Happy Hallowe’en and Dia de Muertos
The day of the dead is a popular Mexican holiday that is said to originate in an ancient Aztec festival dedicated to the goddess Mictecacihuatl, the queen of Mictlan, the underworld.
Now during this time, families gather to honor their ancestors, visiting cemeteries to commune with their dead relatives. I studied with a Mexican curandera, Elena Avila (author of “Woman who glows in the dark”), who created a huge altar in her living room with pictures of her ancestors. She had candles, their favorite foods and drinks, flowers, corn, and other symbols to honor them. It was lavish and colorful, teeming with spirit.
There was a decorated skeleton seated by the altar to remind her of death each day. It was unnerving as it seemed to watch me when I was in her home, but it did rattle me from my complacency. As many shamans and my former Aids patients taught me, death is always at your shoulder.
Pay attention and live your life as if you’ll die tomorrow.
This time of year is when the veils are thin between the worlds.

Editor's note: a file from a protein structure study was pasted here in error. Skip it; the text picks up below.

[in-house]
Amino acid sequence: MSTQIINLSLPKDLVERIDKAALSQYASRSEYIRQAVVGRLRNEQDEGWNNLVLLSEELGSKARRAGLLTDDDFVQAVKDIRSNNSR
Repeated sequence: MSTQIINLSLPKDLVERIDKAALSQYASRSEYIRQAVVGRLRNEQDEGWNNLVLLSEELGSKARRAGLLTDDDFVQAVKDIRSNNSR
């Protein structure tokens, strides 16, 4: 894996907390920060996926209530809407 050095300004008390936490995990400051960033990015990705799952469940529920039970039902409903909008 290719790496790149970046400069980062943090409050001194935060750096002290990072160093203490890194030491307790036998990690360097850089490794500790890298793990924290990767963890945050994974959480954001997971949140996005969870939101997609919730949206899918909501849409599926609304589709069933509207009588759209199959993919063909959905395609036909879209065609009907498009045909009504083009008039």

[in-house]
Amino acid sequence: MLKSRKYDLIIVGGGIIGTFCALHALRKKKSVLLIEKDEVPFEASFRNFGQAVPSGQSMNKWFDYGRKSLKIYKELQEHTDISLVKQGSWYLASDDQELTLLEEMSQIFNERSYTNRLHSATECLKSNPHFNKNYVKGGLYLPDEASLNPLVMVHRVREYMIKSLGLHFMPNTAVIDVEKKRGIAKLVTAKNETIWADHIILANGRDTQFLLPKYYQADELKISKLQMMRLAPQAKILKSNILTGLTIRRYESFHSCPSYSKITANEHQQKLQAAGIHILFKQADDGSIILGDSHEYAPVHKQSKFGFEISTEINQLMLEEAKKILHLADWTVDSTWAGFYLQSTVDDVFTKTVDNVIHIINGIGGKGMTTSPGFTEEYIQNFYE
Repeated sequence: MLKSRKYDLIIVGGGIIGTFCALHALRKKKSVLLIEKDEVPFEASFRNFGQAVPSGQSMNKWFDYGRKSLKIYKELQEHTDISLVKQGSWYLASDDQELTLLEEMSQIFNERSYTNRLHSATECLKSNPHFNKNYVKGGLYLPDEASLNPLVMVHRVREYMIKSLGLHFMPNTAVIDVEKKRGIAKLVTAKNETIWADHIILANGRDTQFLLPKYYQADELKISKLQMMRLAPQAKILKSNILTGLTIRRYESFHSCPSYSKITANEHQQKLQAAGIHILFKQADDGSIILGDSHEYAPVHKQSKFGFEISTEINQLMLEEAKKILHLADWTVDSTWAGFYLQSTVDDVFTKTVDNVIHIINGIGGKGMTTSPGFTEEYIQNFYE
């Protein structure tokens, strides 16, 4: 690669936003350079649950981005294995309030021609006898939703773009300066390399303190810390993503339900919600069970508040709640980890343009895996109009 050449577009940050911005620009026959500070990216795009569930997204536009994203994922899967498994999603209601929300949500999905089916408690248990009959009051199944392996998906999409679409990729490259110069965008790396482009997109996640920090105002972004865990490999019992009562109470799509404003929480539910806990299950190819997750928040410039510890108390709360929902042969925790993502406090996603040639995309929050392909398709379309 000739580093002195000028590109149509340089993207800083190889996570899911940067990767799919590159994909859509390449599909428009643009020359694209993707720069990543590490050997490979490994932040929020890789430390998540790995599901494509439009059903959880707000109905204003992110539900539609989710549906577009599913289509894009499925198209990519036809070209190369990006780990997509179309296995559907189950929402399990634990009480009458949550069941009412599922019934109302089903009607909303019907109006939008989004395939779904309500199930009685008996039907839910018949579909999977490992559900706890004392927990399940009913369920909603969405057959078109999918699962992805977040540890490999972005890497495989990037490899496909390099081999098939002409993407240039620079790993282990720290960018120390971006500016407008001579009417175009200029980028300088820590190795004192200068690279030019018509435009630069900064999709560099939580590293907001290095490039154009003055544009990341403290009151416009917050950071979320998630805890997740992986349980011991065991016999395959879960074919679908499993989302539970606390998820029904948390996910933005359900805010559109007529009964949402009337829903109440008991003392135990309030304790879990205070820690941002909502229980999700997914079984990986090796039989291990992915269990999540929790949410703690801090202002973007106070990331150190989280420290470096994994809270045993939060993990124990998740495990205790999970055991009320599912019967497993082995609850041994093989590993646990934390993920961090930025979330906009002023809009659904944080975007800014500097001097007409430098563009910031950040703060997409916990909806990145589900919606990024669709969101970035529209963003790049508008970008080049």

You can talk to spirits and relatives and deceased friends more easily, or they’ll come in your dreams.
Last night I was thinking of starting glass blowing again since it really ignited my passion, and that night my deceased teacher came and waved at me, smiling and talking. I’ve never dreamt about him before and rarely even think about our past tutelage. So be attentive.
Pay homage to your ancestors as they gave you life and you are a continuation of the family soul.
Tending Your Soul
As you do your lung qigong, breathe in courage as it takes discernment and courage to sit with yourself and tend your soul.
What can you do to deepen this relationship?
I read and listen to poetry, go to sacred spots in Nature, do art, write, dream.
What is calling you into the deeper aspects of yourself and spirit?
Now is the opening to dive into the depths.